In the jump-off, Daniel Coyle and Ariel Grange’s Farona showed fatigue and ended up with 12 faults in 41.80 seconds. Ward and Contagious were able to cruise around clear in 43.69 seconds to secure victory.

“When Robert said there was a jump-off, I actually jumped at the opportunity because I felt he was jumping better each round,” said Ward. “ [The jump-off] was not such a hard job. But I thought it was nice the horse jumped his best round in the third round. I’m excited for all of his owners, and he’s got a great future.”

Screen Shot 2019-03-02 at 10.28.29 PMClick to watch McLain’s winning jump-off ride!

“This is what we were planning!” said Ridland. “It was a good day.”

Ireland finished second with a team of four riders competing on horses that had never been in a Nations Cup competition before. Coyle, along with Lorcan Gallagher and Dacantos Group’s Hunters Conlypso II, were double clear. Shane Sweetnam and Spy Coast Farm LLC’s Kirschwasser SCF had four and eight faults, and Paul O’Shea riding Tequestrian Farms LLC’s Imerald Van’t Voorhof contributed four faults in both rounds.

Gallagher, who was competing in only his second senior Nations Cup, stated, “It’s a bittersweet night, but I’m very happy and proud with my own horse tonight and the American team was very competitive. We were all on horses that were competing in a Nations Cup for the first time. Obviously we are disappointed we didn’t get the win when we were that close. Each round, a couple of rails fell that maybe wouldn’t have another day, but it’s great to have this competition here for us and to see what the horses are capable of. [We are] building towards qualifying for Barcelona and for the European Championships to qualify for the Olympics. We still haven’t done that, so that is the main goal.”

Third place went to Canada on 13 total faults, led by the double-clear effort from Nations Cup rookie Nikki Walker riding her own Falco van Spieveld. Beth Underhill and Sandy Lupton’s Count Me In had zero and four faults, Amy Millar and AMMO Investments’s Heros tallied 12 and five faults, and anchor Mario Deslauriers rode Amsterdam 27, owned by Wishing Well Farm LLC, to four and eight faults.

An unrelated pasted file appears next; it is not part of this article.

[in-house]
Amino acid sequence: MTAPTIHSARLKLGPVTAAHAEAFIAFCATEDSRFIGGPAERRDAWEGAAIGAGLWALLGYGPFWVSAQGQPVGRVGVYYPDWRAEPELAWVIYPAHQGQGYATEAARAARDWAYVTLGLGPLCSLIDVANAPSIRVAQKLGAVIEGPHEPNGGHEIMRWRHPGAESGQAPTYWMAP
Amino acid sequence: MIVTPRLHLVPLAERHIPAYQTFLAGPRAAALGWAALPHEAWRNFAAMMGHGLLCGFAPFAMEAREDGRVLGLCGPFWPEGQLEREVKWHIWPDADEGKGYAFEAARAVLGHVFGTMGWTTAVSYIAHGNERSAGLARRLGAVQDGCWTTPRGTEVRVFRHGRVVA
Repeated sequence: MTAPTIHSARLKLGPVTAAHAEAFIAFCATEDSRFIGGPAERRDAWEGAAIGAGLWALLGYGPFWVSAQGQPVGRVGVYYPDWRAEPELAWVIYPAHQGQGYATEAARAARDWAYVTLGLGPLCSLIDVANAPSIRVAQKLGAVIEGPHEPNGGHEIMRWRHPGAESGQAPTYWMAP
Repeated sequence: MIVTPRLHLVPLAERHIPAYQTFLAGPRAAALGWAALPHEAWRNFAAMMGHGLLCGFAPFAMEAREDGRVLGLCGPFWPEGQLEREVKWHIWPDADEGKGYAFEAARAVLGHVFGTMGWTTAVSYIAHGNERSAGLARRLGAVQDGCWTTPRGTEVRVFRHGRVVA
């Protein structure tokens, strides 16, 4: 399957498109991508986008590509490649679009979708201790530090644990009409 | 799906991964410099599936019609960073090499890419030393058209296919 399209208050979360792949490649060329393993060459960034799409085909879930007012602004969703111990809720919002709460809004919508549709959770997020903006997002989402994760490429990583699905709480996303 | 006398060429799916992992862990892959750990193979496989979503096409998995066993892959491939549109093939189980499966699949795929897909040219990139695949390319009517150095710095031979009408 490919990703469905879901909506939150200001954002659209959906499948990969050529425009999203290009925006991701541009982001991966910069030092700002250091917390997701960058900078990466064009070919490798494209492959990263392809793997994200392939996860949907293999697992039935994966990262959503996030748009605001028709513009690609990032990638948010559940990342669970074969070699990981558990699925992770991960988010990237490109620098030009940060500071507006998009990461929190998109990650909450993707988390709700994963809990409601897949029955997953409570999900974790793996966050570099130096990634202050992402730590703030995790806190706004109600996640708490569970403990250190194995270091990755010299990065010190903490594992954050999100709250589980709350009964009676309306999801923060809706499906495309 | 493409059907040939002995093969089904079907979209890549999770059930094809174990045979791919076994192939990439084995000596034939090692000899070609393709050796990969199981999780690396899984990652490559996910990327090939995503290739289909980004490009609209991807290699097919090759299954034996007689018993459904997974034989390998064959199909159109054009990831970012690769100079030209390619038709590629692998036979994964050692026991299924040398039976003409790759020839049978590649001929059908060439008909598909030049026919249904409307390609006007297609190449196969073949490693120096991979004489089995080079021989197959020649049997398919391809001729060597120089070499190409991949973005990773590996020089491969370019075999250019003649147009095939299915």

“I thought he was very good in the first round but even better in the second round,” said Walker. “He’s such a reliable horse. I had a lot of fun with him tonight. It was very enjoyable.”

The top three teams of the $150,000 Nations Cup CSIO4*: USA, Ireland, and Canada. Photo © Sportfot.

CLICK HERE to view the final results from the $150,000 Nations Cup CSIO4*.

Martin Fuchs and Faberlys Find Victory in $50,000 CaptiveOne Advisors 1.50m Grand Prix

Switzerland’s Martin Fuchs and his mount, Faberlys, owned by SPCS, topped a 39-horse field to win the $50,000 CaptiveOne Advisors 1.50m Grand Prix on Saturday afternoon in the International Ring.

Of those 39 entries, six navigated the first round, Steve Stephens and Nick Granat-designed track without fault to advance to the jump-off, where Fuchs had what he considered the advantage of returning second to last. With the time to beat set at 44.14 seconds by Canada’s Tiffany Foster and Caipiranja, owned by Artisan Farms, LLC, Fuchs elected to go for it, shaving nearly two seconds off of Foster’s time to finish in 42.22 seconds for the win. Foster’s time held up for second place, while third place with a time of 44.77 seconds went to David Blake of Ireland riding Keoki for owner Pine Hollow Farm.

Martin Fuchs and Faberlys. Photo © Sportfot.

“I didn’t really know how quick Adrienne Sternlicht after me would be,” said Fuchs, who is currently ranked 11th in the world. “I thought, ‘Okay, I’ll go for it.’ I tried not only to beat the first one, but also to take some seconds off of them.”

Fuchs’s plan proved a success, garnering Faberlys another top result in a string of recent successes, including a third-place finish in Thursday’s $25,000 ProElite® 1.45m Jumper Classic.

“He’s just stepping up into the bigger level, so that’s obviously a very nice feeling,” said Fuchs of the nine-year-old gelding by Cornet Obolensky, the same sire as Fuchs’s top mount, Clooney. “Since he’s been over here in America, he’s jumped one clear after another. He won at The Ridge, the national grand prix there; he was fifth place in the last national grand prix [at WEF] on the derby field, and he won today!”

martin fuchs sgWatch Martin Fuchs’s winning ride!

Fuchs has had the ride on Faberlys for only eight months but is excited for the future with the young horse, particularly following the gelding’s continued success at WEF.